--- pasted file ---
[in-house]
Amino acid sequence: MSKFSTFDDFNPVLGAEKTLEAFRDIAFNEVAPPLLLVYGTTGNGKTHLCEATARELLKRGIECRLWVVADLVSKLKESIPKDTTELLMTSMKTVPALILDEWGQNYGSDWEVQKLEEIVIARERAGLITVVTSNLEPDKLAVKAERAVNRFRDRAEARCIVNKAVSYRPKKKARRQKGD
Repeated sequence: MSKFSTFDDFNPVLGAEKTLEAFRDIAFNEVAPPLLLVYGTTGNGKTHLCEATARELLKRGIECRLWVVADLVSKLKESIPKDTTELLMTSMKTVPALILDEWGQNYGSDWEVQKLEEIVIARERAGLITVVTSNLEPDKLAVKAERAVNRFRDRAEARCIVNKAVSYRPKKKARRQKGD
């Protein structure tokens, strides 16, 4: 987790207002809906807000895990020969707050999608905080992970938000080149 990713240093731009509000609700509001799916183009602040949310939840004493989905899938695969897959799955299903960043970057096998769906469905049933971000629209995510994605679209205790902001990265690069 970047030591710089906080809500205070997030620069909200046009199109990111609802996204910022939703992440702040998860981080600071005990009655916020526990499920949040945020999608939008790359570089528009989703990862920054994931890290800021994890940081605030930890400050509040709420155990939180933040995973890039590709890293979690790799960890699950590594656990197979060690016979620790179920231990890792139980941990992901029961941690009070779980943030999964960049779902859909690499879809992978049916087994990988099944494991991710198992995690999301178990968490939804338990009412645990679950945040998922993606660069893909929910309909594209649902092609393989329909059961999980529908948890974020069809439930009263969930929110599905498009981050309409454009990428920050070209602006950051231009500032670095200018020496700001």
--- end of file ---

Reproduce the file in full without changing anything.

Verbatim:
[in-house]
Amino acid sequence: MSKFSTFDDFNPVLGAEKTLEAFRDIAFNEVAPPLLLVYGTTGNGKTHLCEATARELLKRGIECRLWVVADLVSKLKESIPKDTTELLMTSMKTVPALILDEWGQNYGSDWEVQKLEEIVIARERAGLITVVTSNLEPDKLAVKAERAVNRFRDRAEARCIVNKAVSYRPKKKARRQKGD
Repeated sequence: MSKFSTFDDFNPVLGAEKTLEAFRDIAFNEVAPPLLLVYGTTGNGKTHLCEATARELLKRGIECRLWVVADLVSKLKESIPKDTTELLMTSMKTVPALILDEWGQNYGSDWEVQKLEEIVIARERAGLITVVTSNLEPDKLAVKAERAVNRFRDRAEARCIVNKAVSYRPKKKARRQKGD
């Protein structure tokens, strides 16, 4: 987790207002809906807000895990020969707050999608905080992970938000080149 990713240093731009509000609700509001799916183009602040949310939840004493989905899938695969897959799955299903960043970057096998769906469905049933971000629209995510994605679209205790902001990265690069 970047030591710089906080809500205070997030620069909200046009199109990111609802996204910022939703992440702040998860981080600071005990009655916020526990499920949040945020999608939008790359570089528009989703990862920054994931890290800021994890940081605030930890400050509040709420155990939180933040995973890039590709890293979690790799960890699950590594656990197979060690016979620790179920231990890792139980941990992901029961941690009070779980943030999964960049779902859909690499879809992978049916087994990988099944494991991710198992995690999301178990968490939804338990009412645990679950945040998922993606660069893909929910309909594209649902092609393989329909059961999980529908948890974020069809439930009263969930929110599905498009981050309409454009990428920050070209602006950051231009500032670095200018020496700001």